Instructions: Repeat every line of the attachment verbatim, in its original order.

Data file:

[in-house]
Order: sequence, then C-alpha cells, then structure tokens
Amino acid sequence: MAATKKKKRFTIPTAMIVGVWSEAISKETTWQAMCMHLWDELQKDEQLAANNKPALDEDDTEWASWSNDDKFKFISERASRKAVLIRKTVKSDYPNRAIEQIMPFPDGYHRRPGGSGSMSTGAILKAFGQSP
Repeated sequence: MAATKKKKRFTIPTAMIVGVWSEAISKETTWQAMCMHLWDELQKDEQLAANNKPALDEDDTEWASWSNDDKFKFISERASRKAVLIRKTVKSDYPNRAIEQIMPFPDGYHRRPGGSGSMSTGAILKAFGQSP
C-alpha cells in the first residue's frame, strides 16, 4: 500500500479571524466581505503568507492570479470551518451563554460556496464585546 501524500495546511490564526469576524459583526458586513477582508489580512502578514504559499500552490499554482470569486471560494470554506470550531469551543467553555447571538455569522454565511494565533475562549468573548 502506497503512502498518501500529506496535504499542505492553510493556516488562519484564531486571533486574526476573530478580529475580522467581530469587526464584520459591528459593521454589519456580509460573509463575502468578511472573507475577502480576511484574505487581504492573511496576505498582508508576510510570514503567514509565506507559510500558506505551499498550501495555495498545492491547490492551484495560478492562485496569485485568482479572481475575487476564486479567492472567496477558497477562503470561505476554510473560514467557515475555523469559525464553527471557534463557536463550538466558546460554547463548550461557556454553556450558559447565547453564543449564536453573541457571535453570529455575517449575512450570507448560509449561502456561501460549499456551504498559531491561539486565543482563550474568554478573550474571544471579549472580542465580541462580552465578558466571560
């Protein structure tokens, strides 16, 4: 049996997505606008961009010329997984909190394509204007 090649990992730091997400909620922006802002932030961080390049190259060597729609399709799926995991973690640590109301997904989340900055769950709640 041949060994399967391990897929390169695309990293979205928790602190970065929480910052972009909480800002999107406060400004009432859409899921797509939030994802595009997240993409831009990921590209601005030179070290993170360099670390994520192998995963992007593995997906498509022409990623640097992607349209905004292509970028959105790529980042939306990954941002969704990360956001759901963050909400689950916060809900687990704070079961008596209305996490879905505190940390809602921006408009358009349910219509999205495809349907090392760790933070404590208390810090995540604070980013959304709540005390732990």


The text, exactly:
[in-house]
Order: sequence, then C-alpha cells, then structure tokens
Amino acid sequence: MAATKKKKRFTIPTAMIVGVWSEAISKETTWQAMCMHLWDELQKDEQLAANNKPALDEDDTEWASWSNDDKFKFISERASRKAVLIRKTVKSDYPNRAIEQIMPFPDGYHRRPGGSGSMSTGAILKAFGQSP
Repeated sequence: MAATKKKKRFTIPTAMIVGVWSEAISKETTWQAMCMHLWDELQKDEQLAANNKPALDEDDTEWASWSNDDKFKFISERASRKAVLIRKTVKSDYPNRAIEQIMPFPDGYHRRPGGSGSMSTGAILKAFGQSP
C-alpha cells in the first residue's frame, strides 16, 4: 500500500479571524466581505503568507492570479470551518451563554460556496464585546 501524500495546511490564526469576524459583526458586513477582508489580512502578514504559499500552490499554482470569486471560494470554506470550531469551543467553555447571538455569522454565511494565533475562549468573548 502506497503512502498518501500529506496535504499542505492553510493556516488562519484564531486571533486574526476573530478580529475580522467581530469587526464584520459591528459593521454589519456580509460573509463575502468578511472573507475577502480576511484574505487581504492573511496576505498582508508576510510570514503567514509565506507559510500558506505551499498550501495555495498545492491547490492551484495560478492562485496569485485568482479572481475575487476564486479567492472567496477558497477562503470561505476554510473560514467557515475555523469559525464553527471557534463557536463550538466558546460554547463548550461557556454553556450558559447565547453564543449564536453573541457571535453570529455575517449575512450570507448560509449561502456561501460549499456551504498559531491561539486565543482563550474568554478573550474571544471579549472580542465580541462580552465578558466571560
């Protein structure tokens, strides 16, 4: 049996997505606008961009010329997984909190394509204007 090649990992730091997400909620922006802002932030961080390049190259060597729609399709799926995991973690640590109301997904989340900055769950709640 041949060994399967391990897929390169695309990293979205928790602190970065929480910052972009909480800002999107406060400004009432859409899921797509939030994802595009997240993409831009990921590209601005030179070290993170360099670390994520192998995963992007593995997906498509022409990623640097992607349209905004292509970028959105790529980042939306990954941002969704990360956001759901963050909400689950916060809900687990704070079961008596209305996490879905505190940390809602921006408009358009349910219509999205495809349907090392760790933070404590208390810090995540604070980013959304709540005390732990």